Critical-Mode-Based Soft-Switching Modulation for Three-Phase Inverters
In order to achieve high efficiency during high-frequency operation at several hundreds of kHz for three-phase inverters with a SiC MOSFET, we propose a new critical-conduction-mode (CRM)-based type of modulation. Soft switching is achieved with this modulation, and the switching frequency variation range is much narrower than prior-arts modulations. Therefore, switching-related loss is significantly reduced and high efficiency is achieved.
Soft switching is the key factor to achieving high efficiency during high-frequency operation, and CRM operation is the simplest way to achieve soft switching. In prior-arts modulations, split capacitors are used on the dc side, and the middle point is connected to the ac side neutral point to electrically decouple three phases. Therefore, each phase is able to run in CRM inde-pendently. However, an extremely wide switching frequency variation range is observed when applying prior-arts modulations to high-frequency design. With a minimum switching frequency of 300 kHz, the peak switching frequency reaches 6 MHz or above, resulting in large switching-related loss.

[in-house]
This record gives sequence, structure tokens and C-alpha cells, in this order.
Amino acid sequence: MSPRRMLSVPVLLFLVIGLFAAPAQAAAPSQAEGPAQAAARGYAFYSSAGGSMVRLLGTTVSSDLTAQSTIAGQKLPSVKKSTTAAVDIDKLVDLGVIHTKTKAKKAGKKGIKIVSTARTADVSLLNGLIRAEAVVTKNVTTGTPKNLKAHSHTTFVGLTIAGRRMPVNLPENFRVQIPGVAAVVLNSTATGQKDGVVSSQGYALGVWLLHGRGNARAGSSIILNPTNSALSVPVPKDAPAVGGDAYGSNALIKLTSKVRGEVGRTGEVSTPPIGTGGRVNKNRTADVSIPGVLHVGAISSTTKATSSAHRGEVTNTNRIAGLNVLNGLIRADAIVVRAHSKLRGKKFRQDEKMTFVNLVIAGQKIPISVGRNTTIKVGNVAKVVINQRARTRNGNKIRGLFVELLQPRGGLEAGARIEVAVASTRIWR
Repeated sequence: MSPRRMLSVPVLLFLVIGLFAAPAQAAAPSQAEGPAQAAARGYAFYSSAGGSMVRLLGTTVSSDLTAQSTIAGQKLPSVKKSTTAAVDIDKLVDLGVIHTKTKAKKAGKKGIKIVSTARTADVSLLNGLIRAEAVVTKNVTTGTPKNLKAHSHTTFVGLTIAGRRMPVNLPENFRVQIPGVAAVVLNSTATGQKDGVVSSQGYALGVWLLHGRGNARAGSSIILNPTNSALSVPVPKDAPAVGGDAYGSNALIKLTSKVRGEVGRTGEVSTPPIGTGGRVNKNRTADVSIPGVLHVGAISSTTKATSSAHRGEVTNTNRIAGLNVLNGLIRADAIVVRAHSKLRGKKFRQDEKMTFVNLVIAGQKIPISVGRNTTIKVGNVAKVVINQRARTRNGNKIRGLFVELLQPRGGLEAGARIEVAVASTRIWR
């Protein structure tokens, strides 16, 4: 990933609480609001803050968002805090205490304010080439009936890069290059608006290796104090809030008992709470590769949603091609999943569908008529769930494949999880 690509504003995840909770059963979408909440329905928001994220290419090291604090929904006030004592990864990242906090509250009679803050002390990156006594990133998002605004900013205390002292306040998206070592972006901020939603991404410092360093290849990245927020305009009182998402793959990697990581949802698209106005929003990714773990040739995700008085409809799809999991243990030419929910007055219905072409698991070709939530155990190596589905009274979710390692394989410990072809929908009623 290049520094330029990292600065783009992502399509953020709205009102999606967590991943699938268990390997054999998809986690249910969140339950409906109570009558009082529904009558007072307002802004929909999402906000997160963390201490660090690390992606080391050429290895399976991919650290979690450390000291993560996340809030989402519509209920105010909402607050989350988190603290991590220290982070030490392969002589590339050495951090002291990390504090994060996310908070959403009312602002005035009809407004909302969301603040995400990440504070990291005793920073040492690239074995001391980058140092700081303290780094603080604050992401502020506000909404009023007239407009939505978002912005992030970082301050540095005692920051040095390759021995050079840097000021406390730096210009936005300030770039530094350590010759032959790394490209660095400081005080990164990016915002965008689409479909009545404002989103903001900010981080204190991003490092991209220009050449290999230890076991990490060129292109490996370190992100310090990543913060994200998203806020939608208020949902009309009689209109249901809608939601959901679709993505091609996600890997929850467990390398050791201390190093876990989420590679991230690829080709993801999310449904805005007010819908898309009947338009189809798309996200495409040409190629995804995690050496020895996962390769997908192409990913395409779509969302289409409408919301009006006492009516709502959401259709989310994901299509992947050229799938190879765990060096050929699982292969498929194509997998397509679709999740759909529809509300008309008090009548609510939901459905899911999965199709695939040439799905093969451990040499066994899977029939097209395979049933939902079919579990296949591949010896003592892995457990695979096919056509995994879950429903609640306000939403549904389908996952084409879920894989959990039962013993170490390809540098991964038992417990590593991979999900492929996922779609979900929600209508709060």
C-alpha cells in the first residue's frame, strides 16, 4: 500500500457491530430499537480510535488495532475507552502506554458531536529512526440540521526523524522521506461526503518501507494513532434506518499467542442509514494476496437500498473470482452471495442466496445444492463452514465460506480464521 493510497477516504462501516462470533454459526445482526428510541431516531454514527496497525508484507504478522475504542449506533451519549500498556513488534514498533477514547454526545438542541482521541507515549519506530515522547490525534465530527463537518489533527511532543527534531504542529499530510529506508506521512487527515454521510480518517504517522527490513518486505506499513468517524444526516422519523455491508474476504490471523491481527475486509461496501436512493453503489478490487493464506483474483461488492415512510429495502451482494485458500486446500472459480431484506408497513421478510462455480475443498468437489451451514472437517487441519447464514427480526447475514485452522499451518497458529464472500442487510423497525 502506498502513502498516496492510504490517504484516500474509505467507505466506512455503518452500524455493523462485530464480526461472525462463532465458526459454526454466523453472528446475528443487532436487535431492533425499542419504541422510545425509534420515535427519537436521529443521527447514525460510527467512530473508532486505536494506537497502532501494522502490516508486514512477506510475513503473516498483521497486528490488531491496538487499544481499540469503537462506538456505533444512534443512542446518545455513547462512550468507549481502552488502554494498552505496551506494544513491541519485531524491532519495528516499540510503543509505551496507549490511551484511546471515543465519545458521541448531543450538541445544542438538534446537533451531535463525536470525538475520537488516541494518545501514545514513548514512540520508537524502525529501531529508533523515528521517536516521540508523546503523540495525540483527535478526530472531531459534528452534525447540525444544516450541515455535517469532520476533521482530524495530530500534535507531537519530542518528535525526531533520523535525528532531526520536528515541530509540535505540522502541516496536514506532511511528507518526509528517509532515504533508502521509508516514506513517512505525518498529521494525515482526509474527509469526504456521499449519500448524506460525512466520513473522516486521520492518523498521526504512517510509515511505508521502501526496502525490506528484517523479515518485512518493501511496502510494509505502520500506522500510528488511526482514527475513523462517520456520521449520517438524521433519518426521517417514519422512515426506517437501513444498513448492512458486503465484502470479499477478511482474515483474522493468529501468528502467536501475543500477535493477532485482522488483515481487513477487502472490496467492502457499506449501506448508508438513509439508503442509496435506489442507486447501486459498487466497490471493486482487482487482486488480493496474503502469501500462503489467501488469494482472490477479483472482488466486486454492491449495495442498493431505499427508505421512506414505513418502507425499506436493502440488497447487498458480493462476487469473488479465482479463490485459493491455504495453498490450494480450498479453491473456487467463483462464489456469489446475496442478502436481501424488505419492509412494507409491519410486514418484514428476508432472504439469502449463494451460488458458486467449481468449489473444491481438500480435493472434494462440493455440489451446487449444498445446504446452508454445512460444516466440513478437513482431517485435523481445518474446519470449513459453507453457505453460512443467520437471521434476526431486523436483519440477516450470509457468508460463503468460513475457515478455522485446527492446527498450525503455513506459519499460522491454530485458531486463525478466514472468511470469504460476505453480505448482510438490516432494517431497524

Thus, instead a dc-side middle point and ac-side neutral point are left unconnected to avoid wide switching frequency variation. By combining discontinuous pulse width modulation (DPWM) with CRM, and synchronizing switching frequency through discontinuous conduction mode (DCM) operation, the switching frequency variation range becomes much narrower. With a mini-mum switching frequency of 300 kHz, the peak switching frequency is around 500 kHz, which reduces switching-related loss significantly.
Fig. 1 shows the advantages shown by a simulation of the proposed modulation over two prior-arts modulations, in terms of switching frequency variation and device loss breakdown.
Fig. 2 shows the experiment waveforms over the course of a line cycle and at three arbitrarily selected instants during CRM operation. It can be clearly seen that ZVS soft-switching is achieved.